In some situations it may be possible to simply set a Boolean flag (whether an instance variable of an object or a global variable) to denote that an event has occurred and to suppress posting of further notifications until the flag is cleared. If this is not possible, however, in this situation you cannot directly use NSNotificationCenter since its behavior is synchronous—notifications are posted before returning, thus there is no opportunity for "ignoring” duplicate notifications; moreover, an NSNotificationCenter instance has no way of knowing whether more notifications are coming or not.

Rather than posting a notification to a notification center, therefore, you can add the notification to an NSNotificationQueue instance specifying an appropriate option for coalescing. Coalescing is a process that removes from a queue notifications that are similar in some way to a notification that was queued earlier. You indicate the criteria for similarity by specifying one or more of the following constants in the third argument of the enqueueNotification:postingStyle:coalesceMask:forModes: method.

NSNotificationNoCoalescingDo not coalesce notifications in the queue.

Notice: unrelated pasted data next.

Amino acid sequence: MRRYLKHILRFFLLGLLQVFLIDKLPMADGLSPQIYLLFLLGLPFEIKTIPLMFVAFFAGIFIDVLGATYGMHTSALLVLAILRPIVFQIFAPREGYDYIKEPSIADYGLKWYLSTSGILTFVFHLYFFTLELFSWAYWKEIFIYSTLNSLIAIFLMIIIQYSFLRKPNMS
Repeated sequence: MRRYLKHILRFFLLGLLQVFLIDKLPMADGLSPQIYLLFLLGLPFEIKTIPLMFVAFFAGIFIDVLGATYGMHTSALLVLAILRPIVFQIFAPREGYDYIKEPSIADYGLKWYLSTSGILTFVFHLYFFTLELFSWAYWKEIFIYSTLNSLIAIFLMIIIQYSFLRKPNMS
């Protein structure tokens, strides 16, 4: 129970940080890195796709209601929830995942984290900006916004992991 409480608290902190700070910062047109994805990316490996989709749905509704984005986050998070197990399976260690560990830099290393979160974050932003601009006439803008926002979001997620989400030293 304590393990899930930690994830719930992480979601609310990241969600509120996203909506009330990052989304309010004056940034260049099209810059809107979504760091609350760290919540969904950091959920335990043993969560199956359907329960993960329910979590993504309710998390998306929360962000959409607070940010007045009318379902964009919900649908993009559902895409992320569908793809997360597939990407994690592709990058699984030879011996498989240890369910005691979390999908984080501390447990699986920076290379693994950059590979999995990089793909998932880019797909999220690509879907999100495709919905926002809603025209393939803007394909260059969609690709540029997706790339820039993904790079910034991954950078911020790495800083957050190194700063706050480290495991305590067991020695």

NSNotificationCoalescingOnNameCoalesce notifications with the same name.
NSNotificationCoalescingOnSenderCoalesce notifications with the same object.

You can perform a bitwise-OR operation with the NSNotificationCoalescingOnName and NSNotificationCoalescingOnSender constants to specify coalescing using both the notification name and notification object. The following example illustrates how you might use a queue to ensure that, within a given event loop cycle, all notifications named MyNotificationName are coalesced into a single notification.

// MyNotificationName defined globally
NSString *MyNotificationName = @"MyNotification";
 
id object = <#The object associated with the notification#>;
NSNotification *myNotification =
        [NSNotification notificationWithName:MyNotificationName object:object]
[[NSNotificationQueue defaultQueue]
        enqueueNotification:myNotification
        postingStyle:NSPostWhenIdle
        coalesceMask:NSNotificationCoalescingOnName
        forModes:nil];